Case Study: Transfusion-Free Hip Revision

A 75-year-old man presented to the USC Center for Arthritis and Joint Implant Surgery in referral for revision hip surgery. The patient had a total cement done 25 years ago for developmental dysplasia and the replacement had become loose. He had severe deformities because of the dysplasia. In addition, he had significant bone loss in his pelvis because of the long-term wear and tear of the prosthesis. He had been to several other surgeons, all of whom told him that his deformities were too bad to consider bloodless surgery for fear of loss of life. However, the patient had pain daily. He was at the point of requiring crutches for all of his walking.

The patient was evaluated at the Center. Severe deformities were evident, requiring major revision surgery with bone grafting, plating and revision of the hip replacement. The typical blood loss for such a surgery is in the range of four to eight units. In addition, the patient weighed only 135 pounds. His actual blood line was fairly low. Therefore, his risk of morbidity and mortality as a result of postoperative anemia was significant. If uncontrolled bleeding were to occur, it could result in the loss of limb or life. Still, the patient felt that his life was so restricted that he would nonetheless consider revision hip surgery.

At the time of his initial workup, the patient had a hemoglobin count of 13.6 and a hematocrit of 41 percent, which was within the normal range. But the anticipated blood loss was so great that supplementation of the blood count was performed using erythropoeitin injections. By the time of surgery, his blood counts had increased to a hemoglobin of 14.7 and a hematocrit of 46.8.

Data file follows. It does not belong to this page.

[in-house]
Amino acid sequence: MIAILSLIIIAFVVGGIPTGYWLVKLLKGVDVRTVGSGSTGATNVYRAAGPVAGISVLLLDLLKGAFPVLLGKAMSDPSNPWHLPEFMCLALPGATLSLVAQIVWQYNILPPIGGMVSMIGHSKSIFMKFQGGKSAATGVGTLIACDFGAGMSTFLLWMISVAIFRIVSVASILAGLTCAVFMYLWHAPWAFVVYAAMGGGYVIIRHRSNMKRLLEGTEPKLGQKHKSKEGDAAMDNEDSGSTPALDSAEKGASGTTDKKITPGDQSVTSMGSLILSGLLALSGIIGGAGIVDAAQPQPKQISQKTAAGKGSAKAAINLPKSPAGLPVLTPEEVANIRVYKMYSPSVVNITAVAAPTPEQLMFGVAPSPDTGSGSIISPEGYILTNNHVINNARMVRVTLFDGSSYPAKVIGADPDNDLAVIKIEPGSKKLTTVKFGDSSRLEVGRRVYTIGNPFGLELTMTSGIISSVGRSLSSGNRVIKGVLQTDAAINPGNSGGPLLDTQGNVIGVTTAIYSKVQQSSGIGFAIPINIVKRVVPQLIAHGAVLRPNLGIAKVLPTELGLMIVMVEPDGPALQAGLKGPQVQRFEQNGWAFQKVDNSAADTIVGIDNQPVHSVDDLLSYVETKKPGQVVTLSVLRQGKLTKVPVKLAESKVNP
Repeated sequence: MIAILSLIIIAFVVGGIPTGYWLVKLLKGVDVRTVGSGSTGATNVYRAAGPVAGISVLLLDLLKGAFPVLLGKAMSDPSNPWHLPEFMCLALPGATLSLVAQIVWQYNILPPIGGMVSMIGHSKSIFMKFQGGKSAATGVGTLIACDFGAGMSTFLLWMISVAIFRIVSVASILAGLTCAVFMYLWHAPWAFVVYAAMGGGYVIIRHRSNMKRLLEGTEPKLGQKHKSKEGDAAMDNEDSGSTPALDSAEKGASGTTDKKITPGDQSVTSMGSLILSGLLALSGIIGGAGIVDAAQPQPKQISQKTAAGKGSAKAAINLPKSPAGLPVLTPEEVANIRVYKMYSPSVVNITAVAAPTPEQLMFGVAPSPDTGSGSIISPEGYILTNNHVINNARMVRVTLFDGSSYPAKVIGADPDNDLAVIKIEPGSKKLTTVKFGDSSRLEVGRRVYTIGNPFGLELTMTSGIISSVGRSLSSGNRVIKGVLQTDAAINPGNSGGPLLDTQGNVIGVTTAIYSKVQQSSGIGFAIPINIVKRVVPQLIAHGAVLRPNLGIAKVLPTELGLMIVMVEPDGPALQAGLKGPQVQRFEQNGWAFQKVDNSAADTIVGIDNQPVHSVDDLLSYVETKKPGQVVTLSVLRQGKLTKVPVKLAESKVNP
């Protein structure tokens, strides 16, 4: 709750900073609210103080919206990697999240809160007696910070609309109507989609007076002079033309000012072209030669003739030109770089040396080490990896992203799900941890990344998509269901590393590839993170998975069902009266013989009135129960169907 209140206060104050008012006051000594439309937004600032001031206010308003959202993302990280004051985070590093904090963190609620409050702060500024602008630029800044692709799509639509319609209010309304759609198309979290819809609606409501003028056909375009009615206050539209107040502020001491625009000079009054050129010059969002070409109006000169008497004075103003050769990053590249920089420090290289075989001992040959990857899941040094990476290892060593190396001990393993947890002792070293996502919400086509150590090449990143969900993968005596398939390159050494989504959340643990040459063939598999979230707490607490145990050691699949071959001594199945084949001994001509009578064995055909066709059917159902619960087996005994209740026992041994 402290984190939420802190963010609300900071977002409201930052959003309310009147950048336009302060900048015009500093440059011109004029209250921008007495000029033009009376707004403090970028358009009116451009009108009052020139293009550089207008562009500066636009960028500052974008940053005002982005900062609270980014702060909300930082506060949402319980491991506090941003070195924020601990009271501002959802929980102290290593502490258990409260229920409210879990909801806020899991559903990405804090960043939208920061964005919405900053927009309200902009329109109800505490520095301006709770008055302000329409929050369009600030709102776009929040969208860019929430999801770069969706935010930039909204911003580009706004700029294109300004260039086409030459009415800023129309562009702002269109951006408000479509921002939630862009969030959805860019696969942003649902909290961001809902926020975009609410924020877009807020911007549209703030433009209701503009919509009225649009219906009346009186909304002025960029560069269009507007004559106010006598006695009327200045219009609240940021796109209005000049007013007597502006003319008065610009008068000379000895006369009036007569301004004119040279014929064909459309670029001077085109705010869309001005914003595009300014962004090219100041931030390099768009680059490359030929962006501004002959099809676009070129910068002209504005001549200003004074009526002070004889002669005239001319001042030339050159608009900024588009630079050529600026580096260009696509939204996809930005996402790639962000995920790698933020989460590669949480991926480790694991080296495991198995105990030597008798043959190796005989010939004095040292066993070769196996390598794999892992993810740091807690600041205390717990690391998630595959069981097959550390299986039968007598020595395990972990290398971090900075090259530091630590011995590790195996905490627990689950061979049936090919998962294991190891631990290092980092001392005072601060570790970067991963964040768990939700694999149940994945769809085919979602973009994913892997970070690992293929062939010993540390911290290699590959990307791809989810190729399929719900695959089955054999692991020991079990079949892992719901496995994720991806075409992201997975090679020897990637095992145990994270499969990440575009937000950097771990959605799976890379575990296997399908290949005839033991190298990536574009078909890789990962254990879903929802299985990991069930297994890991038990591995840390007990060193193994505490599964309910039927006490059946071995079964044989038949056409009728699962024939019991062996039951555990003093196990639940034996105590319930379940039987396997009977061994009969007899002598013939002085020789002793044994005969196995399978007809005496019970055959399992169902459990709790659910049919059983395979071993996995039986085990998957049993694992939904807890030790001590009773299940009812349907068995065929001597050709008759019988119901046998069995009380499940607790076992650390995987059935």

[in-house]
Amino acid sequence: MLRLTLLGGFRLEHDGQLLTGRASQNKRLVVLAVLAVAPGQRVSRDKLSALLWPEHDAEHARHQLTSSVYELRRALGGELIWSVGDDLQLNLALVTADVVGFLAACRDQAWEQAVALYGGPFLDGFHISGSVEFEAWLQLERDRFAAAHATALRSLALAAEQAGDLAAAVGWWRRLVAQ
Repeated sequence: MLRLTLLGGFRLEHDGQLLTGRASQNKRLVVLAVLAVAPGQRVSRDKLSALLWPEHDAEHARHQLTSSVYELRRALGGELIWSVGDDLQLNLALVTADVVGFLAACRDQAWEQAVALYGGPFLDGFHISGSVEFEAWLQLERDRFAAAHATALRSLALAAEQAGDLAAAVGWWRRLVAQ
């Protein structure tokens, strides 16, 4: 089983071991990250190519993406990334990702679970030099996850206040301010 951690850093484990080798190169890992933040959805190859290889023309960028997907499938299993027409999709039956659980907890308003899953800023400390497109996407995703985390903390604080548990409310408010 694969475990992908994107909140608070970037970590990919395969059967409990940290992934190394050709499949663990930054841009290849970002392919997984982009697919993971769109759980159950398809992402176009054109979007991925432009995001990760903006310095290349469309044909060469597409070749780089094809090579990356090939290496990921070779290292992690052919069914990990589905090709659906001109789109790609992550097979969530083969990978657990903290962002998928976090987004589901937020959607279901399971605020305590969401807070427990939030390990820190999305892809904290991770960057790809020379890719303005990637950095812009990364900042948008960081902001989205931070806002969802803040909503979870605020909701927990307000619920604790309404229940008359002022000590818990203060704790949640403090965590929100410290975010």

The patient underwent reconstructive surgery for his left hip on April 30, 1998, with Edward McPherson, M.D., as attending physician. His reconstruction consisted of extensive bone grafting of his pelvis with a reconstruction plate and cage with screws. He also underwent replacement of his worn-out hip replacement with a long-stem prosthesis. His left leg, which had been three inches shorter than the right, was restored to equal length.

The intraoperative course consisted of acute normovolemic hemodilution with 2.5 units of the patient’s own blood removed into an accessory circuit that was maintained in a continuous circuit with his own blood system. The remaining blood was diluted with albumin and crystalloid. In addition, a cell saver was employed to collect and clean the blood as it was lost and return it to the patient. To minimize blood loss, bone bleeders were covered with bone wax and the surgical area was packed with dilute epinephrine-soaked sponges.

The patient remained hemodynamically stable throughout the surgery. Postoperatively, his hemoglobin did drop very low: At its nadir, the hemoglobin was 7.5, with a hematocrit of 22.6 percent. By the time he was discharged on May 27th, however, his hemoglobin and hematocrits had recovered to a level of 10.4 and 31.7 percent.

The patient is now pain-free and enjoys walking more than a mile a day for exercise.

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    For emergencies & physicians, please page us on the Transfusion-free service pager, 877-236-1324

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    E-mail: Randy.Henderson@med.usc.edu

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